The B-17 Flying Fortress was supposed to be a war winning weapon, however, by the end of 1943, the American Eighth Air Force flying them was at breaking point.

German flak and fighters shot down B-17 Flying Fortresses in their hundreds, as the US strategic bombing doctrine came face to face with the realities of aerial warfare; something had to change. 

Just one year later, the Eighth Air Force were masters of the air over Europe, having dealt a killing blow to the German Luftwaffe. So how did they do it? IWM Curator Dr Hattie Hearn looks at the changes in leadership, tactics and technology that transformed the air war over Nazi occupied Europe.

The Eighth Air Force and 'Big Week'


Voice over - This is the B-17 flying fortress. It was supposed to be a war winning weapon. But by the end of 1943, the American 8th Air Force flying them was at breaking point. German flak and fighters shot down B-17s in their hundreds, as US Strategic bombing doctrine came face to face with the realities of aerial warfare. Something had to change and change they did. Just one year later, the 8th Air Force were masters of the air over Europe having dealt a killing blow the German Luftwaffe. So how did they do it?

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Dr Hattie Hearn - The popular belief in the US was that the war would be won by long-range heavy bomber aircraft fighting a strategic bombing war. This doctrine was advocated by a group of US Army officers known as the Bomber Mafia. They developed a strategy of high altitude, daylight, precision bombing to target industrial and military targets deep within enemy territory.

Voice over - The Eighth Air Force was activated in Savannah, Georgia, on the 28th January 1942 with a dual purpose. The first aim was to destroy the German Luftwaffe to gain air superiority over Europe. The second aim was to destroy Germany’s ability to wage war by bombing key strategic targets. Achieving both would make a cross-channel invasion of Northern France possible. In overall command of the Eighth was General Carl Spaatz, while Brigadier General Ira Eaker was given control of the Eighth Bomber Command.

But even as the Eighth carried out its first combat raids in July 1942 the Allies were yet to agree on a unified strategy. That was until the Casablanca Conference of January 1943. There the British and Americans decided on a Combined Bombing Offensive. The Eighth Air Force bombers would use precision bombing by day and the RAF would attack the same targets with area bombing at night, in what was described as a ‘round the clock’ bombing offensive.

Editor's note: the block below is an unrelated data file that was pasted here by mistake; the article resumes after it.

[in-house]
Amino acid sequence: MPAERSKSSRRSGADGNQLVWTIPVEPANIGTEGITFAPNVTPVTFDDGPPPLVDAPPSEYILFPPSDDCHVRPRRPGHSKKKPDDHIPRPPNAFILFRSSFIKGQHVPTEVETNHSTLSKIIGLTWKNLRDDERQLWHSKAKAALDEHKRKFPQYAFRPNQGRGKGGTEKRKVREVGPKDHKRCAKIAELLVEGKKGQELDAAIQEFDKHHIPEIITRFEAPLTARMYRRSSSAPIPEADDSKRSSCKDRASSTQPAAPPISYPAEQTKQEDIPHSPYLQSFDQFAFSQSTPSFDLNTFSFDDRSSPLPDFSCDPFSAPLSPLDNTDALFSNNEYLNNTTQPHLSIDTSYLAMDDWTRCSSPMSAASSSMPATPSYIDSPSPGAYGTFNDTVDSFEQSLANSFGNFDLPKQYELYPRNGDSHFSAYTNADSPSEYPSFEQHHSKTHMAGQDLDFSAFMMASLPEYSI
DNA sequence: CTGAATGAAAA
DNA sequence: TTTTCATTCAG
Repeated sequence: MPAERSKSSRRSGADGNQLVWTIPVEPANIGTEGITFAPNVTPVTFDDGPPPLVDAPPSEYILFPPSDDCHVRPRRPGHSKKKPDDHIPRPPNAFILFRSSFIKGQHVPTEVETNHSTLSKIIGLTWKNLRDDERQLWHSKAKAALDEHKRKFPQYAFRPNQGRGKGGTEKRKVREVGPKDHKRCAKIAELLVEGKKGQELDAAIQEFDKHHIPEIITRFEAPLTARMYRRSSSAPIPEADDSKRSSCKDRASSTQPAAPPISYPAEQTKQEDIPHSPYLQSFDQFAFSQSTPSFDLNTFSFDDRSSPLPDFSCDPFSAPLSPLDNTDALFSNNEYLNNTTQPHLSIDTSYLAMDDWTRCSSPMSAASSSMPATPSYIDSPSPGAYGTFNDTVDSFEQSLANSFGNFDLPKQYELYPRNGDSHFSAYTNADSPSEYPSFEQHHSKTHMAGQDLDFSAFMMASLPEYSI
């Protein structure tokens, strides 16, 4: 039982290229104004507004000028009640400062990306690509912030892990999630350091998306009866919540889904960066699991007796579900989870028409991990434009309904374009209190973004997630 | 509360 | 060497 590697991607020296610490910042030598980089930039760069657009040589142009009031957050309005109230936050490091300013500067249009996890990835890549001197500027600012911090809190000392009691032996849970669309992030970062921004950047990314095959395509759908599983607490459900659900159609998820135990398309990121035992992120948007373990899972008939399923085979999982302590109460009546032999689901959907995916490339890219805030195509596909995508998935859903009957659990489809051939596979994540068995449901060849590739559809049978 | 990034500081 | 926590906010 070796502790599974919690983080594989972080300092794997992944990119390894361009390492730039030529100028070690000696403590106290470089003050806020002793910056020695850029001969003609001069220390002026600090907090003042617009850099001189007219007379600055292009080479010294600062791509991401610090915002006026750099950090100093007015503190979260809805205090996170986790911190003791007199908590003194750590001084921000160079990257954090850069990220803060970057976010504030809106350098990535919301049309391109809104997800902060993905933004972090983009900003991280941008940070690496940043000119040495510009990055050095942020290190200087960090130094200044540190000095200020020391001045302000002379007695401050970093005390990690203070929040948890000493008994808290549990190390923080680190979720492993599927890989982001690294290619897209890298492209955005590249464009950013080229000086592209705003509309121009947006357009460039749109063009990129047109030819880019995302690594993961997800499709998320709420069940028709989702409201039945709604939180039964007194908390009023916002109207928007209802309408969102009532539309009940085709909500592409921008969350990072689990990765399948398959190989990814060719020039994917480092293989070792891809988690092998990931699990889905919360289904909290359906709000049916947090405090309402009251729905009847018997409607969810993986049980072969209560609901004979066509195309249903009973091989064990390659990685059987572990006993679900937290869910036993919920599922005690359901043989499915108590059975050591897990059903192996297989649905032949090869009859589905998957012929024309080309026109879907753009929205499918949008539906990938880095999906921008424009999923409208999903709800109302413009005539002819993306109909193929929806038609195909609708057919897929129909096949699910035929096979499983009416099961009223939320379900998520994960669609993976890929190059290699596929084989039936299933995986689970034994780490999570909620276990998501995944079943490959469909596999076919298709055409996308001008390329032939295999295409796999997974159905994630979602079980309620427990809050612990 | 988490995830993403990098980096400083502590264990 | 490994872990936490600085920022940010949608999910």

Dr Hattie Hearn - While the Eighth flew its first missions, the east of England was being transformed into one gigantic aircraft carrier with the construction of Eighth Air Force bomber and fighter airfields. By the end of the war there would be approximately 100 Eighth Air Force bases in operation, each one housing an average of 3,000 Americans. Much of this construction work was undertaken by Aviation Engineering units made up of African American personnel. They used heavy machinery, like this US-built Clarkair CA1 bulldozer. For the towns and villages surrounding these new airfields, the sudden influx of Americans brought about huge social and cultural changes. It was a period that would become known as ‘the Friendly Invasion’.

Voice over - American leaders were excited to put their theories to the test. But their first year of bombing was not a success. The attempt at precision not only had little effect of German industry, but also made the B-17s easy targets for Luftwaffe fighters taking off from nearby airfields. Allied fighter escorts, mainly P-47 Thunderbolts and Spitfires, had limited range and could rarely accompany the bombers all the way to the target, leaving the B-17s and B-24s to the mercy of the Luftwaffe who attacked them head on. The losses were horrendous.

Dr Hattie Hearn - The Eighth’s darkest days came in October 1943, in what would come to be known as ‘Black Week’. Missions to Bremen, Anklam, Munster and Schweinfurt decimated the three air divisions of the Eighth Air Force over the course of a week. The 100th Bomn Group lost 12 out of 13 planes sent out to Munster on 10th October, while the 305th Bomg Group lost 13 B-17s on the Schweinfurt Raid on the 14th. Something had to change.